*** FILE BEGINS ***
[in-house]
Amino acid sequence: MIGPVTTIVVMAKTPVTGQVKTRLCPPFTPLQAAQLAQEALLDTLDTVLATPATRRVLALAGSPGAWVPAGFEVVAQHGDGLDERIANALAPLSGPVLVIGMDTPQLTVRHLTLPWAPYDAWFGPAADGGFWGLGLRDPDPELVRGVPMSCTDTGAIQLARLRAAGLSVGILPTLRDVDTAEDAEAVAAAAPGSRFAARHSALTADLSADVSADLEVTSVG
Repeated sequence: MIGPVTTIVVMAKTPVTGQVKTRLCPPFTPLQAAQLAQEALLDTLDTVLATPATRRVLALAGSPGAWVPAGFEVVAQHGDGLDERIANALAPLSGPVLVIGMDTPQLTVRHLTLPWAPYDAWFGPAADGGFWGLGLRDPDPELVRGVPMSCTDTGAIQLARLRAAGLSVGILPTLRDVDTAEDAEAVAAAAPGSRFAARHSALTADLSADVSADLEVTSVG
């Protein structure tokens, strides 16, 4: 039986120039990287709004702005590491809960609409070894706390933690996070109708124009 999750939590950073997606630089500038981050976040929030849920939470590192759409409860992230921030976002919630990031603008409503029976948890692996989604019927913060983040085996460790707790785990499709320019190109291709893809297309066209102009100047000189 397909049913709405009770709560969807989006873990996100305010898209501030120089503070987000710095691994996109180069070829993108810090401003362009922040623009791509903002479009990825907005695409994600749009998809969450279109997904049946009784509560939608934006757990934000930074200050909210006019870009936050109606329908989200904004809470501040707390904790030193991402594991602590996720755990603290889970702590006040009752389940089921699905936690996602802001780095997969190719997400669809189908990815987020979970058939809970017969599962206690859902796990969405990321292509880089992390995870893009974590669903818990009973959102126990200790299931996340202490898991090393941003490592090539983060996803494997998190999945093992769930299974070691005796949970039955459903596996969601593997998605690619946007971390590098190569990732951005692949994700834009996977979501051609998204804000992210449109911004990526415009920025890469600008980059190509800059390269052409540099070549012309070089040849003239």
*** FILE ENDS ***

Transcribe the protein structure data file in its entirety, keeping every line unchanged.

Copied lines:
[in-house]
Amino acid sequence: MIGPVTTIVVMAKTPVTGQVKTRLCPPFTPLQAAQLAQEALLDTLDTVLATPATRRVLALAGSPGAWVPAGFEVVAQHGDGLDERIANALAPLSGPVLVIGMDTPQLTVRHLTLPWAPYDAWFGPAADGGFWGLGLRDPDPELVRGVPMSCTDTGAIQLARLRAAGLSVGILPTLRDVDTAEDAEAVAAAAPGSRFAARHSALTADLSADVSADLEVTSVG
Repeated sequence: MIGPVTTIVVMAKTPVTGQVKTRLCPPFTPLQAAQLAQEALLDTLDTVLATPATRRVLALAGSPGAWVPAGFEVVAQHGDGLDERIANALAPLSGPVLVIGMDTPQLTVRHLTLPWAPYDAWFGPAADGGFWGLGLRDPDPELVRGVPMSCTDTGAIQLARLRAAGLSVGILPTLRDVDTAEDAEAVAAAAPGSRFAARHSALTADLSADVSADLEVTSVG
């Protein structure tokens, strides 16, 4: 039986120039990287709004702005590491809960609409070894706390933690996070109708124009 999750939590950073997606630089500038981050976040929030849920939470590192759409409860992230921030976002919630990031603008409503029976948890692996989604019927913060983040085996460790707790785990499709320019190109291709893809297309066209102009100047000189 397909049913709405009770709560969807989006873990996100305010898209501030120089503070987000710095691994996109180069070829993108810090401003362009922040623009791509903002479009990825907005695409994600749009998809969450279109997904049946009784509560939608934006757990934000930074200050909210006019870009936050109606329908989200904004809470501040707390904790030193991402594991602590996720755990603290889970702590006040009752389940089921699905936690996602802001780095997969190719997400669809189908990815987020979970058939809970017969599962206690859902796990969405990321292509880089992390995870893009974590669903818990009973959102126990200790299931996340202490898991090393941003490592090539983060996803494997998190999945093992769930299974070691005796949970039955459903596996969601593997998605690619946007971390590098190569990732951005692949994700834009996977979501051609998204804000992210449109911004990526415009920025890469600008980059190509800059390269052409540099070549012309070089040849003239």